Our intention is to acquire and make available ALL picture books featuring indigenous people and people of color published in the U.S. since 2002, including reprints. Inclusion of a title in the collection DOES NOT EQUAL recommendation. See our related readings page for suggested links for evaluating books.
Meet the youngest known child to be arrested for a civil rights protest in Birmingham, Alabama, 1963, in this picture book that proves you're never too little to make a difference. Nine-year-old Audrey Faye Hendricks intended to go places and do things like anybody else. So when she heard grown-ups talk about wiping out Birmingham's segregation laws, she spoke up. As she listened to the preacher's words, smooth as glass, she sat up tall. And when she heard the plan -- picket those white stores! March to protest those unfair laws! Fill the jails!--she stepped right up and said, I'll do it! She was going to j- a-a-il!
Traces Frederick Douglass's journey from slavery to international renown as writer and lecturer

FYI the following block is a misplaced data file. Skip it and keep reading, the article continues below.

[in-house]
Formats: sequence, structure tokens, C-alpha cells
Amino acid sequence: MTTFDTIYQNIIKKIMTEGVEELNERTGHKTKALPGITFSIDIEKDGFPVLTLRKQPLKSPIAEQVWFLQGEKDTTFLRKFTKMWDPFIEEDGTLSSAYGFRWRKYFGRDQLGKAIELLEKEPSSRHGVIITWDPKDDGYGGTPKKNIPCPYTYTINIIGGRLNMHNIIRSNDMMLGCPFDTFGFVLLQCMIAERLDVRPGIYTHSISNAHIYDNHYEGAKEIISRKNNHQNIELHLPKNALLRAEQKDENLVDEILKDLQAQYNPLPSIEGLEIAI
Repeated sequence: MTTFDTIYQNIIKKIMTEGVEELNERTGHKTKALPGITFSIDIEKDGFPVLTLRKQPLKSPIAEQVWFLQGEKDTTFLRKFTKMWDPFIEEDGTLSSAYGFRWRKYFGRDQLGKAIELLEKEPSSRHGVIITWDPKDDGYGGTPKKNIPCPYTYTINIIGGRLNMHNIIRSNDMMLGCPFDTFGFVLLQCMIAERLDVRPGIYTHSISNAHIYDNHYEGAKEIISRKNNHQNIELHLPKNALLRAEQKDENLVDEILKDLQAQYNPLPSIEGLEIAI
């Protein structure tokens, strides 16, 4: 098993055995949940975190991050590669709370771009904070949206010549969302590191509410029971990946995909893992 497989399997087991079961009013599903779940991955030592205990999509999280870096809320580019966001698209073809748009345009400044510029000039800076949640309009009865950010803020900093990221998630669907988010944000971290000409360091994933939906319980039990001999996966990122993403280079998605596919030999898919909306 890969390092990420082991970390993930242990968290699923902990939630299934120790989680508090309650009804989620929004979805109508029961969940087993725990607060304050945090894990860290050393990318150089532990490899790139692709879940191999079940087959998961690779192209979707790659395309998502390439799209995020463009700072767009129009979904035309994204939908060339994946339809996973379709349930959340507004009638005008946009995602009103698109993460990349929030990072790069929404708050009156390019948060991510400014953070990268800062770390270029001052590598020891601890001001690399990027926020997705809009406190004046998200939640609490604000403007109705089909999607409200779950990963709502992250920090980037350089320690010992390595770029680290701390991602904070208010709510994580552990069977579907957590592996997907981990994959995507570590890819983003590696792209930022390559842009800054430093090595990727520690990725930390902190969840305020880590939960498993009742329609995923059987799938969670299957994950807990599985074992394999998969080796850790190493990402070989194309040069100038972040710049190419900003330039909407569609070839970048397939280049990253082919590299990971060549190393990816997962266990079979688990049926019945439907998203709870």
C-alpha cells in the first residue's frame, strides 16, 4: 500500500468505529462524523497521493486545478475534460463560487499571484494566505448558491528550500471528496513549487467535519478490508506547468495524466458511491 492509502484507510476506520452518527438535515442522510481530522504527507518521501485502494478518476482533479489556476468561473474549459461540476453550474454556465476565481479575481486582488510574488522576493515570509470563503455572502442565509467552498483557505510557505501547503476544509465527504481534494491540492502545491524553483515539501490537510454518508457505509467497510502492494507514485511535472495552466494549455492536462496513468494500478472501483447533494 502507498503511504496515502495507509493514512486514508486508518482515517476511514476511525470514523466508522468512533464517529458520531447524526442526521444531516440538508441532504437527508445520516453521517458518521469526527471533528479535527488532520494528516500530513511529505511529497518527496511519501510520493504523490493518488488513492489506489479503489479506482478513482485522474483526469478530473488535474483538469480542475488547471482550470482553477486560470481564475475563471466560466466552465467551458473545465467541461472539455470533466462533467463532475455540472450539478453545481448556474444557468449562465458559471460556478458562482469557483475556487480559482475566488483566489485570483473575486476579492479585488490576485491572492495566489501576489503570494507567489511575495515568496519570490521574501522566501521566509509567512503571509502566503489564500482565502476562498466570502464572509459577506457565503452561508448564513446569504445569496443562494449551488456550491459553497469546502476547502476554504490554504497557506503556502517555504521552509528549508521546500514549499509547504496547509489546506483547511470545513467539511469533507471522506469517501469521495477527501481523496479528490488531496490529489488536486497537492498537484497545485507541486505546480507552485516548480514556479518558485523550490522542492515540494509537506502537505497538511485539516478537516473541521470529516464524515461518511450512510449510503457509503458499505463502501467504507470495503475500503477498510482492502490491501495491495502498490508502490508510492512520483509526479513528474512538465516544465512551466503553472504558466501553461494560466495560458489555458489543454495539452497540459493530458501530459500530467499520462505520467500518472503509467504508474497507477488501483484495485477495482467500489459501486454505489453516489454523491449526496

This book chronicles the unbreakable spirit of an Inuit girl while attending an Arctic residential school
Tells the story of nineteenth century abolitionist Reverend John Rankin and his brave early efforts working as a conductor on the Underground Railroad, risking his safety and the safety of his family to help nearly two thousand slaves escape from Kentucky to Ohio
In 1855, people of color began attending Sunday school at the Lexington Presbyterian Church in Virginia. Stonewall Jackson himself was the first superintendent of the school. This nonfiction children's picture book tells the remarkable story
A portrait of the passionate performer and civil rights advocate Josephine Baker, the woman who worked her way from the slums of St. Louis to the grandest stages in the world. Meticulously researched by both author and artist, Josephine's powerful story of struggle and triumph is an inspiration and a spectacle, just like the legend herself